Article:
The case of the fatal tiger attack at a Beijing wildlife park is set to be heard next Tuesday. It has once again triggered an online uproar, as the woman who was mauled by a tiger in the incident is claiming over 1.5 million yuan (around 240,000 US dollars) in compensation.
The mauling accident, which took place at Beijing Badaling Wildlife World last July, left one injured and another dead. The woman, surnamed Zhao, exited the car - even though the park instructs against this - and was severely injured. Zhao's mother was mauled to death after she got out of the car to stop her daughter from being dragged away by the tiger.
After the surveillance video capturing the incident was released online, the response changed from sympathy and compassion to that of criticism. Many people sided with the zoo and blamed Zhao and her family for violating the park rules.
After an investigation, the authorities ruled that the tourists should be held accountable as they failed to abide by rules and ignored warnings from the park. However, Zhao took a legal action to sue the park and claimed for compensation.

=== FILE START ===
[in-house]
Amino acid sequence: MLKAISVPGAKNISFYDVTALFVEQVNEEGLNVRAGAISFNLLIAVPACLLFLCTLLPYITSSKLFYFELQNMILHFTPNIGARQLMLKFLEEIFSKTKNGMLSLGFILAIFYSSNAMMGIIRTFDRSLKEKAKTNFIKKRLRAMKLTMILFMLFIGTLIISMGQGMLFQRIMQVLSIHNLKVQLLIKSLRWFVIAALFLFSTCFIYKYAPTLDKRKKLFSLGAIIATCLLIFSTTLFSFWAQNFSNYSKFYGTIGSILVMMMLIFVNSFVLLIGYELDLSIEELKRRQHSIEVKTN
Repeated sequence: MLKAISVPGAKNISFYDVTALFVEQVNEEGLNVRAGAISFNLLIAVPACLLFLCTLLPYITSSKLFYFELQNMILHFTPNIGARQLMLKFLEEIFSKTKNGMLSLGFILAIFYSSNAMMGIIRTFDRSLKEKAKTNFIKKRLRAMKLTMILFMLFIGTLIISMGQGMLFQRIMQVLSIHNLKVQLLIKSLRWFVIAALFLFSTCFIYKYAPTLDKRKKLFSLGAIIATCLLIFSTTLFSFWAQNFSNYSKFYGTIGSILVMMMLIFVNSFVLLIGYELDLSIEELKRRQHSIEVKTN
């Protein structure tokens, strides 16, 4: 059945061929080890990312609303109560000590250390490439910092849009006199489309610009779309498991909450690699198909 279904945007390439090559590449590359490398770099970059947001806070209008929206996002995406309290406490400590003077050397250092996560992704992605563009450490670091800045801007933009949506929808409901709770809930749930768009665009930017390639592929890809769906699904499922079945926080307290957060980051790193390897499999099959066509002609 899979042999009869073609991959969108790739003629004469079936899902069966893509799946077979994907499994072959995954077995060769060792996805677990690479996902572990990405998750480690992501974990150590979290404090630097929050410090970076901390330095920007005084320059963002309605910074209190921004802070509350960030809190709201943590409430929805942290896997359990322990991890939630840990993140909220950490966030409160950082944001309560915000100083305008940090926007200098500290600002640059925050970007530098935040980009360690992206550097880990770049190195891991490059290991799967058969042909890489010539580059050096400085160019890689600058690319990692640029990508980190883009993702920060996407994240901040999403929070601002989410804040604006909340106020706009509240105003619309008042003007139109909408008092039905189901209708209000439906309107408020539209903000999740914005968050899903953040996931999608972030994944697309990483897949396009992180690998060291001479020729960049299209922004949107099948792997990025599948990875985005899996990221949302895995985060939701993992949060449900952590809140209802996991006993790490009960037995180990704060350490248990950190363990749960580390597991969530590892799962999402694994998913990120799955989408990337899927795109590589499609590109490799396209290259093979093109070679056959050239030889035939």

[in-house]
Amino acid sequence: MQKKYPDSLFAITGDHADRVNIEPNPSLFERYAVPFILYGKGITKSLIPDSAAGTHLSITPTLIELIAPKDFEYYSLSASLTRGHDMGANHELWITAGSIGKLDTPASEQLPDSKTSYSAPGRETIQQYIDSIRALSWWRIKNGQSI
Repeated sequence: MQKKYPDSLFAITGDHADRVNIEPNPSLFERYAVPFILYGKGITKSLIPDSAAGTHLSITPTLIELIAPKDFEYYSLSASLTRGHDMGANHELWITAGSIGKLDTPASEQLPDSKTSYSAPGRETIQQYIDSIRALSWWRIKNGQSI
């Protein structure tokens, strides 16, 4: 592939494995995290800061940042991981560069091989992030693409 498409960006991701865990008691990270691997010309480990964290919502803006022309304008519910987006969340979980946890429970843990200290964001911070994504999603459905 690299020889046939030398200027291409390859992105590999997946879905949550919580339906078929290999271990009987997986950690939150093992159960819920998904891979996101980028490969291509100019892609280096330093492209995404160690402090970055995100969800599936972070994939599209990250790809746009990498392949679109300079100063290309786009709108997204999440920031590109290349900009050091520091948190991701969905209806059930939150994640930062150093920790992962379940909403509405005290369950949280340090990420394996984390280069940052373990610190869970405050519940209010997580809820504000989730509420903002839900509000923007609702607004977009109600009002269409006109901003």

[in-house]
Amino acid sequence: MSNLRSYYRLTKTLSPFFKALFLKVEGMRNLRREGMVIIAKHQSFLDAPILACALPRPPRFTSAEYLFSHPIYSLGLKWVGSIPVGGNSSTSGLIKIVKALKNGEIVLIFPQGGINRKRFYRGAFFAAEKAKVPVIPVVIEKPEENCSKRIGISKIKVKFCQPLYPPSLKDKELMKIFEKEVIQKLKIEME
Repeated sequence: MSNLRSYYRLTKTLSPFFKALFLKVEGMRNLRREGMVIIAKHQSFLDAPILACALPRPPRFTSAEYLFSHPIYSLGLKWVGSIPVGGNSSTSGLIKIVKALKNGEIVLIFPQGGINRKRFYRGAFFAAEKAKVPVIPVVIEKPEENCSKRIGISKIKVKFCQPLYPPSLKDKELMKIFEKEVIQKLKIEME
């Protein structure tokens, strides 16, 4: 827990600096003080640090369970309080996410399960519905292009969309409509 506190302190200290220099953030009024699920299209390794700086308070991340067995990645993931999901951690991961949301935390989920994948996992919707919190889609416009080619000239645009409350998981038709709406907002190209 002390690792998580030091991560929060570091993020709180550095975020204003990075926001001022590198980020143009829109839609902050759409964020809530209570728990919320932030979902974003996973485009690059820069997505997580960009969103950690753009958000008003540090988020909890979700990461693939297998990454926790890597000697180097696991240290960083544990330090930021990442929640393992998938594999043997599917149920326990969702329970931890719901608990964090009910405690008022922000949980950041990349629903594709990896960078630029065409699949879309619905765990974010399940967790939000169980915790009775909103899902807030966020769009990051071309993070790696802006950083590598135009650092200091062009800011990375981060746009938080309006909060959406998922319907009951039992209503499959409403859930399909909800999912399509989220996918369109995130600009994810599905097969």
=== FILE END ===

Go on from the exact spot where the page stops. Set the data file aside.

Ahead of the case heard in court, Zhao told Chinanews that she admitted her mistake of violating the rules but insisted that the zoo should also hold responsibility. Zhao said she had returned to the zoo to find evidence proving that the zoo had loopholes in safety management.
Her remarks again sparked a backlash after the interview video circulated online on Friday. On Weibo, a Twitter-like social network in China, more than 3,000 users commented on Zhao's interview. Most of them said that Zhao, as a rule-breaker, should take the responsibility for her own actions - some even went as far as saying her claim for compensation is "extortion".
"Compared to this rule-breaker, I feel sorry for the zoo and the tiger. How innocent they are," one user commented.
However, these critical voices, which have lasted for more than a year, haven't made the public any more aware of the hazards that come with violating safety rules. Early in February, again in the Beijing Badaling Wildlife World, a car was reportedly surrounded by bears after a visitor opened their car window, which is forbidden by the park.